Friday, April 25, 2008

I feel so nostalgic . . . I hope someone plays that Green Day song

By Tim Hepner
Staff Columnist

Goodbyes are never easy, but I’ll try to soften the blow real quickly: You can quit worrying about me and that beer. It’s been taken care of.

Onto the important things: your soul, my soul and real life. I want everyone to know that the articles I have been writing for the Cardinal for the past semester were borne out of a sincere love for all of you, my friends and peers at Saint Mary’s University. I’ve seen a certain struggle in myself and in others between mediocrity and depth, between our best and our worst, between a desire to secure our own identities and a desire to give of ourselves. If that’s all too high-flown for you, try this: We all have deep desires, but sometimes, in what we think and do, we end up frustrating those desires and come out either bored or depressed. We’re too scared to risk taking our desires to God and let Him fulfill them. But, if there’s anything I want you all to know, it’s this: Do not be afraid. Do not let your fear – or even your boredom – get the best of you. Give in to God, tell Him what your deepest desires are, and let Him meet you there.

None of this seems practical, I know, but if it relates to you at all, then please listen. I know that there are other concerns in our lives. I have this friend (don’t tell her I’m writing about her) who says that she wants to get her life in order before she finds out more about God. She wants to figure out what she’s majoring in, work out the kinks in her relationships, and make sure all the practical stuff is in order. What she doesn’t know is that God is already there in her life, in the practical little details, and He’s waiting to show her how it all fits together – she just needs to trust in Him.

I know, too, that we’re often frustrated by the giant gap we see between our own actions and what the Church teaches. It seems that either we’re not good enough or the Church is too strict. But I want to emphasize something very strongly: the primary message of Jesus Christ and the Church – as well as anyone who represents the Church – is mercy. Real, effective mercy that takes the real things we have done (or can’t stop doing) and washes them away. And it’s available for repeated use.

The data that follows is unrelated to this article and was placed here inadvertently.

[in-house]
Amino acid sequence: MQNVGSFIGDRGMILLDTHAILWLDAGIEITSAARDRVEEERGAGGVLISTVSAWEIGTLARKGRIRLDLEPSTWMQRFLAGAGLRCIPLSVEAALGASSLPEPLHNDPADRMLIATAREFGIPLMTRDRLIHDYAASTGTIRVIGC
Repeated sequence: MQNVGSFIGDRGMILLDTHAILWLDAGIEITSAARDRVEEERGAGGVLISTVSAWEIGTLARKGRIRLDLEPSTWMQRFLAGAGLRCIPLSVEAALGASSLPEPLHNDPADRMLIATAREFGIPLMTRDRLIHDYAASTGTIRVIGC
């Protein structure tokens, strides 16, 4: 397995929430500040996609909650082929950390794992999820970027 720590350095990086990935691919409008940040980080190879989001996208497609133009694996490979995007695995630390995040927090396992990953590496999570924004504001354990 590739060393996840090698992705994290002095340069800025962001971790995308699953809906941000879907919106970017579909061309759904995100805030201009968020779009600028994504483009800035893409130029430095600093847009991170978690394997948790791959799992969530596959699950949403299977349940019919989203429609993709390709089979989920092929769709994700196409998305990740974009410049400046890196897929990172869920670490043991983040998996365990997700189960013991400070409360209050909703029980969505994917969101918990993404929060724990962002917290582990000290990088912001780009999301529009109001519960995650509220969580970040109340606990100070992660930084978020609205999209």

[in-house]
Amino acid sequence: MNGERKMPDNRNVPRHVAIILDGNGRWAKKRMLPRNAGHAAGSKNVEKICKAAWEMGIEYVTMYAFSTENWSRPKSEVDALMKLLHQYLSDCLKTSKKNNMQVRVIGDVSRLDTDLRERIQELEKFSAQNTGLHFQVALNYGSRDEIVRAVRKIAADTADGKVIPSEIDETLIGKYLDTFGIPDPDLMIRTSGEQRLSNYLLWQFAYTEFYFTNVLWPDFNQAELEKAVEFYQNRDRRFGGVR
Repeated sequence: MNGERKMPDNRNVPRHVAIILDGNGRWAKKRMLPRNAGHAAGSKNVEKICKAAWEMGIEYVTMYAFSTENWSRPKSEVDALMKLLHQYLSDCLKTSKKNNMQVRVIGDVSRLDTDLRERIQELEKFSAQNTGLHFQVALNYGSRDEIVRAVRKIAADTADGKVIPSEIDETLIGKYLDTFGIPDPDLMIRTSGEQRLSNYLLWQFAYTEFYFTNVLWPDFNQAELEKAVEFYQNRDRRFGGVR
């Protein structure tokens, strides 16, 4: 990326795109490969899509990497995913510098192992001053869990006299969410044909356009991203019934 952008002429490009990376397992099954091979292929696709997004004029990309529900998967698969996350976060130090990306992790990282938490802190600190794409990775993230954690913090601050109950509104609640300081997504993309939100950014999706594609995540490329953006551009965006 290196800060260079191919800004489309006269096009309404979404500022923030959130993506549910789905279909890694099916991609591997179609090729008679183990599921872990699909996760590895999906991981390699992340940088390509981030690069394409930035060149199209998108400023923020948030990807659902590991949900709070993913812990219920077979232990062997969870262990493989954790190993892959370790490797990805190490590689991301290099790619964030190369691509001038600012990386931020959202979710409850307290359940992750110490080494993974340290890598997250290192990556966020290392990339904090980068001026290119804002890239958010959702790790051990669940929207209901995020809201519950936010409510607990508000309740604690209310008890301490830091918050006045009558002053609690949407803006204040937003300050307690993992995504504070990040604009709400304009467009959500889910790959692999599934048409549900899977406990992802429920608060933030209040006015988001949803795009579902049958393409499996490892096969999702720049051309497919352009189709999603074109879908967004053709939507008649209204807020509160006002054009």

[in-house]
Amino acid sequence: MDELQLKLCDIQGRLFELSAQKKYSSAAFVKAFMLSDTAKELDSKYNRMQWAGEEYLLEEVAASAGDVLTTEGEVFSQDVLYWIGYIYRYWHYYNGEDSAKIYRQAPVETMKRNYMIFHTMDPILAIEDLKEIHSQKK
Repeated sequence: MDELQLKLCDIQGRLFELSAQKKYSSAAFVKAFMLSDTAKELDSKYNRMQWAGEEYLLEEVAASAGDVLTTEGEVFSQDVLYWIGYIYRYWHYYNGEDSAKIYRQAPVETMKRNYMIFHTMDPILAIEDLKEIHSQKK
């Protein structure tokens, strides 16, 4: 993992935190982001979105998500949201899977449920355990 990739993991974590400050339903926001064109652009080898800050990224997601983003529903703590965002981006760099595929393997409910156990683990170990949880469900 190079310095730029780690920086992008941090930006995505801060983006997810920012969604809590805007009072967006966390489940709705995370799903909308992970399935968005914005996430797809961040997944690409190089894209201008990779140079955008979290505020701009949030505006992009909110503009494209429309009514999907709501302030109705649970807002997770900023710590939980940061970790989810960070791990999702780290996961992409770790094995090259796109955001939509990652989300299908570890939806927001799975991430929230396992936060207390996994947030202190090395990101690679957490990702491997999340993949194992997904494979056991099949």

If anyone in the Church – especially any of us seminarians – has given you a different impression, then I deeply apologize and ask your forgiveness. If you have ever been offended or insulted by any of us who claim to represent Christ and have been turned off to religion, I am sorry. I sincerely believe that no one reading this is in more need of this mercy than I, and I struggle with sin alongside of you. I also hope that, through the power of the Holy Spirit, something I have written has helped you in some way. I want to continue to struggle and pray with you even after I leave Saint Mary’s, and please always know that I am. Please also pray for me – I definitely need it. Because, as a friend of mine once said, “As Power Rangers as it sounds, we’re all in this together.”

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